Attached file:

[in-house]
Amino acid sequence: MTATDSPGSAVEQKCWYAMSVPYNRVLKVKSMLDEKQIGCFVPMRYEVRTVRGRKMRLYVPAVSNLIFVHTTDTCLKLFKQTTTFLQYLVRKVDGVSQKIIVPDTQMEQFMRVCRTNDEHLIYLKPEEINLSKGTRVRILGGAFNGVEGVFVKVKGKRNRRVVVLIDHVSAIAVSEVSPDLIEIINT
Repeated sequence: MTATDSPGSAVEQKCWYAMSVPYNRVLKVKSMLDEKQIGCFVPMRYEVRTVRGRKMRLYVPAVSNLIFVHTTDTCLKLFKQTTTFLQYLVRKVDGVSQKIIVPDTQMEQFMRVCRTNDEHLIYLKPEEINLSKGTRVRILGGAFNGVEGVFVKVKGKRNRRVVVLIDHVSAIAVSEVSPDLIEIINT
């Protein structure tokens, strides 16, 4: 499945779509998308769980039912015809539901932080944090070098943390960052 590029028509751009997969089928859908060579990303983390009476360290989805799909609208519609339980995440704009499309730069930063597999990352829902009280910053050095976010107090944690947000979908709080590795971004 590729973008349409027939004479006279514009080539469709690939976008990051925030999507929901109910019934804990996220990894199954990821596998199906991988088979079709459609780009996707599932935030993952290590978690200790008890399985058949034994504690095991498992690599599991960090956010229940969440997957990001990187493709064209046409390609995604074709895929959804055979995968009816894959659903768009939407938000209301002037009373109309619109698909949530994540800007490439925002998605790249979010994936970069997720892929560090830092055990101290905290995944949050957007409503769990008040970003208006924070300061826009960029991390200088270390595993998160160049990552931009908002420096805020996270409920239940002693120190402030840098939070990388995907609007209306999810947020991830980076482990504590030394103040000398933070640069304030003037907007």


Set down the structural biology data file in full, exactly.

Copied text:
[in-house]
Amino acid sequence: MTATDSPGSAVEQKCWYAMSVPYNRVLKVKSMLDEKQIGCFVPMRYEVRTVRGRKMRLYVPAVSNLIFVHTTDTCLKLFKQTTTFLQYLVRKVDGVSQKIIVPDTQMEQFMRVCRTNDEHLIYLKPEEINLSKGTRVRILGGAFNGVEGVFVKVKGKRNRRVVVLIDHVSAIAVSEVSPDLIEIINT
Repeated sequence: MTATDSPGSAVEQKCWYAMSVPYNRVLKVKSMLDEKQIGCFVPMRYEVRTVRGRKMRLYVPAVSNLIFVHTTDTCLKLFKQTTTFLQYLVRKVDGVSQKIIVPDTQMEQFMRVCRTNDEHLIYLKPEEINLSKGTRVRILGGAFNGVEGVFVKVKGKRNRRVVVLIDHVSAIAVSEVSPDLIEIINT
């Protein structure tokens, strides 16, 4: 499945779509998308769980039912015809539901932080944090070098943390960052 590029028509751009997969089928859908060579990303983390009476360290989805799909609208519609339980995440704009499309730069930063597999990352829902009280910053050095976010107090944690947000979908709080590795971004 590729973008349409027939004479006279514009080539469709690939976008990051925030999507929901109910019934804990996220990894199954990821596998199906991988088979079709459609780009996707599932935030993952290590978690200790008890399985058949034994504690095991498992690599599991960090956010229940969440997957990001990187493709064209046409390609995604074709895929959804055979995968009816894959659903768009939407938000209301002037009373109309619109698909949530994540800007490439925002998605790249979010994936970069997720892929560090830092055990101290905290995944949050957007409503769990008040970003208006924070300061826009960029991390200088270390595993998160160049990552931009908002420096805020996270409920239940002693120190402030840098939070990388995907609007209306999810947020991830980076482990504590030394103040000398933070640069304030003037907007």